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Ireland must be ready for power of 'blacklash'


Conor Murray celebrates victory over New Zealand after the match at Soldier Field in Chicago. Pic: Sportsfile

Conor Murray celebrates victory over New Zealand after the match at Soldier Field in Chicago. Pic: Sportsfile

Conor Murray celebrates victory over New Zealand after the match at Soldier Field in Chicago. Pic: Sportsfile

While one man does not make a team, Irish coach Joe Schmidt will be mightlily relieved that his world class scrum-half Conor Murray is fit to start this weekend. It is an area where Ireland are not particularly blessed for options, and Murray was instrumental in his side's win in Chicago, and is a vital cog in Schmidt's game-plan.

Despite taking over 100 years to register their first win against the All Blacks, it is not going to be another century before it happens again. The question is will it be tomorrow?

Ireland have every right to be confident in achieving what few rugby nations have - back-to-back victories (South Africa in 2009 the last to do so) against the All Blacks, especially given home advantage and self-belief.

New Zealand will have looked at that match in Chicago and addressed some of their uncharacteristic flaws. Kiwi captain Kieran Read admitted that he felt that his team had lacked focus, but I think that took somewhat from Ireland's performance.

Ireland played a highly intelligent game, they kicked well, defended brilliantly and took New Zealand out of their comfort zone, which very few manage to do. Ireland went out with a game-plan that meant while they risked the All Blacks scoring tries, they scored more themselves.

Schmidt knew that you have to score more than 30 points even to be in the match, and with a bit more expression, they did exactly that.

They will need the same approach tomorrow. Of course Schmidt will have learned as much in Chicago as his opposite number Steve Hansen did, and while the focus and preparation will be the same for the Irish, the tactics will have to change and as always be tailored to the opposition's selection.

If "we poked the bear" has been used once in the media this week it has been used 100 times to describe tomorrow's revenge meeting. In New Zealand you are allowed to lose one match - that can happen to the best of sides - but twice in-a-row is almost inexcusable.

This All Black team, despite notable retirements last year, is not one in transition. In fact, it is a team that many back home hail as one of the greatest All Black sides ever.

The pressure is on them to win and win well. Ireland, on the other hand, will have slightly less pressure on them despite all the hype. Schmidt will be pushing for two wins in-a-row against a team they had not beaten in 111 years, but that 'monkey' is off Ireland's back now.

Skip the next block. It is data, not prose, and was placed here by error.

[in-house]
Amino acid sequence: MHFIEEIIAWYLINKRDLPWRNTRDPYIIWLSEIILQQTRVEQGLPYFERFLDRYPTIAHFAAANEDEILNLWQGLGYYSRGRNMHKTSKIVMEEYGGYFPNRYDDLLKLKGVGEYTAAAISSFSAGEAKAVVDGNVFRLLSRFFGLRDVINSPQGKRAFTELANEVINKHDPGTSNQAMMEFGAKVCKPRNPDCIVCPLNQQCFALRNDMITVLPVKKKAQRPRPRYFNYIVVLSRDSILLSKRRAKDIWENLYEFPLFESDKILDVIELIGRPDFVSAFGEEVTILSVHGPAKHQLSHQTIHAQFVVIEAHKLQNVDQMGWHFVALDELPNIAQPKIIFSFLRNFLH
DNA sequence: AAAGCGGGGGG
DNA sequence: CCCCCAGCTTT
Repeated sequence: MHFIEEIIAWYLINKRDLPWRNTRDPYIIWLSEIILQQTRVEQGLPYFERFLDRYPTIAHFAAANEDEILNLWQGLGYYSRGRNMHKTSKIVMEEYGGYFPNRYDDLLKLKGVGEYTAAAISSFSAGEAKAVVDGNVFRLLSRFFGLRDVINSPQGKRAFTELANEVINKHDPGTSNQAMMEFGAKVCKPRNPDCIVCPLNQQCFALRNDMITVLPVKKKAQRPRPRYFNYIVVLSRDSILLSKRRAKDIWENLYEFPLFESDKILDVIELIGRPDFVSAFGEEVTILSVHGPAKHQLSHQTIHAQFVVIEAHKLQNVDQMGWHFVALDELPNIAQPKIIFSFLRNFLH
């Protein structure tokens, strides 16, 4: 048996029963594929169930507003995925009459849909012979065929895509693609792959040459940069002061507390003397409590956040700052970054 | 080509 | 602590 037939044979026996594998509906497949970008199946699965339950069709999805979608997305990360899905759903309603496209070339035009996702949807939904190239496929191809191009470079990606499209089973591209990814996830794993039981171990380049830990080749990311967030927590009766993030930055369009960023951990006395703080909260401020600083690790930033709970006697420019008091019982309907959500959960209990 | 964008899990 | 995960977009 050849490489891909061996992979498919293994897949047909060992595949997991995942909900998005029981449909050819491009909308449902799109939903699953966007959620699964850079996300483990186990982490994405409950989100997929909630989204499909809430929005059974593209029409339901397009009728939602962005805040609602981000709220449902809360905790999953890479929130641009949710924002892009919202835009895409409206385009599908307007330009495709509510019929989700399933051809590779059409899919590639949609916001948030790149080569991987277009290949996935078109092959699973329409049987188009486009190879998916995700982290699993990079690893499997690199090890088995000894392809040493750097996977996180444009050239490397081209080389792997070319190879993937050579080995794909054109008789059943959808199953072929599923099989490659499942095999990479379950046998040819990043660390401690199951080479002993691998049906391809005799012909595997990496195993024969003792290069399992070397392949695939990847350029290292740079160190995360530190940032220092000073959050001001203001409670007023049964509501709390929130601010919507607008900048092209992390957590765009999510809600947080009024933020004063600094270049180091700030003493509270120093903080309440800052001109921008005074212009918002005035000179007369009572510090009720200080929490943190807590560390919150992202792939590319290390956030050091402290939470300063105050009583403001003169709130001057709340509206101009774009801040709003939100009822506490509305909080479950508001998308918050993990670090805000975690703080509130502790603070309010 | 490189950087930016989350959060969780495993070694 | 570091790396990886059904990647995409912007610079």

People fully expect a 'Blacklash' and that is the way that the All Blacks will be thinking. But sometimes that extra expectation can make your force the game and can have a detrimental effect on a team's ability to relax.


The All Blacks must approach this match like any other and not get caught up in trying to make a statement that Chicago was a one-off. They will know that in 2013 they should have lost in the Aviva and that will make them wary.

Schmidt's teams have a history of never being too far away at the end of the game. Even when we think teams are beating Ireland they seem to stay in the hunt.

Ireland face a different challenge this weekend, especially up front with the return of one of the best lock partnerships in the game.

All Black hard men Brodie Retalick and Sam Whitelock were badly missed in Chicago, with the experiment of playing flanker Jerome Kaino back-firing. Last time out Schmidt expertly dissected the All Black team and saw serious weaknesses in their pack's ability to defend the maul, especially when missing their influential second rows.

With a flanker playing lock, the All Blacks also had a lack of lineout options, both areas that Ireland exposed in Chicago. With a misfiring lineout, Ireland knew they could kick for touch and compete.

It also contributed to poor back play and lack of front-foot possession. Backlines will always tell you that off the top lineout ball towards the tail gives you a head start in carrying over the gain-line.

When that ball is restricted to the front or even the middle of the lineout, the backs have to align a lot deeper, the ball is not coming as flat or as fast and that allowed Ireland to push up harder in defence, often tackling the All Black power men behind the gain-line.

Ireland won't have that luxury tomorrow, as the All Blacks will again win plenty of ball out of touch. But that just means looking at different defensive options.

The Irish kicking game was superb in Chicago. Simon Zebo and Rob Kearney climbed expertly in the air to claim 50/50 balls, whereas the All Blacks were surprisingly weak in that area of the game.

Again, Steve Hansen will have looked at that, and has included Israel Dagg on the wing, who is far more comfortable in competing in the air. So given the All Blacks will have strengthened their team, how do Ireland win?

The same way that teams have always beaten the All Blacks, by actually playing for 80 minutes. Schmidt has options off his bench, and you may well see him using that bench early in the second half if he needs ball-runners like Cian Healy and Josh van der Flier.

It's hard to see where the weaknesses are in this All Black side but it may just be in the 'top two inches'.

If anyone knows how to outsmart the Kiwis, it's one of their own. Schmidt will crank up the pressure valve. Ireland will have to lift their game again - but at least they now know how to win.